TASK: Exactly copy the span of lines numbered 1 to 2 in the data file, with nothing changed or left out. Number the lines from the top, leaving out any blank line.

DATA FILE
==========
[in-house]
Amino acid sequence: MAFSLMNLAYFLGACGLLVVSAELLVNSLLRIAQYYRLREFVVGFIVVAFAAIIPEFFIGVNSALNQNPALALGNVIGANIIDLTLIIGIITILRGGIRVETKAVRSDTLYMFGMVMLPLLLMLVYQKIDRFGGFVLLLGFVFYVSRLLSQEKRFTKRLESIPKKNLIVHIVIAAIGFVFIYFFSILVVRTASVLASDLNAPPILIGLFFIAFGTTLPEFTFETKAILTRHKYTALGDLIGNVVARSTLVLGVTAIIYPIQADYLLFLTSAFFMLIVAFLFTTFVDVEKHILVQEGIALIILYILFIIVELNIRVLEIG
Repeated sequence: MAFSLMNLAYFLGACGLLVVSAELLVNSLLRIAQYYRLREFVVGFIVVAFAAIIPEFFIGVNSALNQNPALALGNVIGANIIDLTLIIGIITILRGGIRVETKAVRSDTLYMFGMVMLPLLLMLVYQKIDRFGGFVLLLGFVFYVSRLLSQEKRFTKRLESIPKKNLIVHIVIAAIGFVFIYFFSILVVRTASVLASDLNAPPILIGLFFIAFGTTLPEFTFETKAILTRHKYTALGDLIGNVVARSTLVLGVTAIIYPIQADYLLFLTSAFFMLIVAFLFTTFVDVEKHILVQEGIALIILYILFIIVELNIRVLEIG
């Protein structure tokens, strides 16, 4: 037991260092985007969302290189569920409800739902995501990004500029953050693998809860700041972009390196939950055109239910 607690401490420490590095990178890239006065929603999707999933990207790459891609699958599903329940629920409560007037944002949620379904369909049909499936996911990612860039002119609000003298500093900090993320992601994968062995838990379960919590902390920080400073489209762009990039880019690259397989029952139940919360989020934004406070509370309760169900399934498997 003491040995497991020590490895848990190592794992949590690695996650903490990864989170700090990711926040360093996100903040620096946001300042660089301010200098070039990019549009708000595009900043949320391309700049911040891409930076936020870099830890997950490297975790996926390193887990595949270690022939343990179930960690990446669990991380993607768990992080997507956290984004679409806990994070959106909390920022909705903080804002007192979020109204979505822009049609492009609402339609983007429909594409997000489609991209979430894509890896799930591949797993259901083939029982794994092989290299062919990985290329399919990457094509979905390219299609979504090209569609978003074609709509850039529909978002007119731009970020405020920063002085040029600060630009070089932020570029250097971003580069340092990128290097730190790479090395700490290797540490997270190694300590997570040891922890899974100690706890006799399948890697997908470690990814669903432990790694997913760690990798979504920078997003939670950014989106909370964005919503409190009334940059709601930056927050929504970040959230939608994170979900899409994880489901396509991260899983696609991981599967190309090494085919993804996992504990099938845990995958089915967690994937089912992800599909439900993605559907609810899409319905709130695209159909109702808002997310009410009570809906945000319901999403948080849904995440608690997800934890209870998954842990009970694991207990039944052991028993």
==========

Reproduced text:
[in-house]
Amino acid sequence: MAFSLMNLAYFLGACGLLVVSAELLVNSLLRIAQYYRLREFVVGFIVVAFAAIIPEFFIGVNSALNQNPALALGNVIGANIIDLTLIIGIITILRGGIRVETKAVRSDTLYMFGMVMLPLLLMLVYQKIDRFGGFVLLLGFVFYVSRLLSQEKRFTKRLESIPKKNLIVHIVIAAIGFVFIYFFSILVVRTASVLASDLNAPPILIGLFFIAFGTTLPEFTFETKAILTRHKYTALGDLIGNVVARSTLVLGVTAIIYPIQADYLLFLTSAFFMLIVAFLFTTFVDVEKHILVQEGIALIILYILFIIVELNIRVLEIG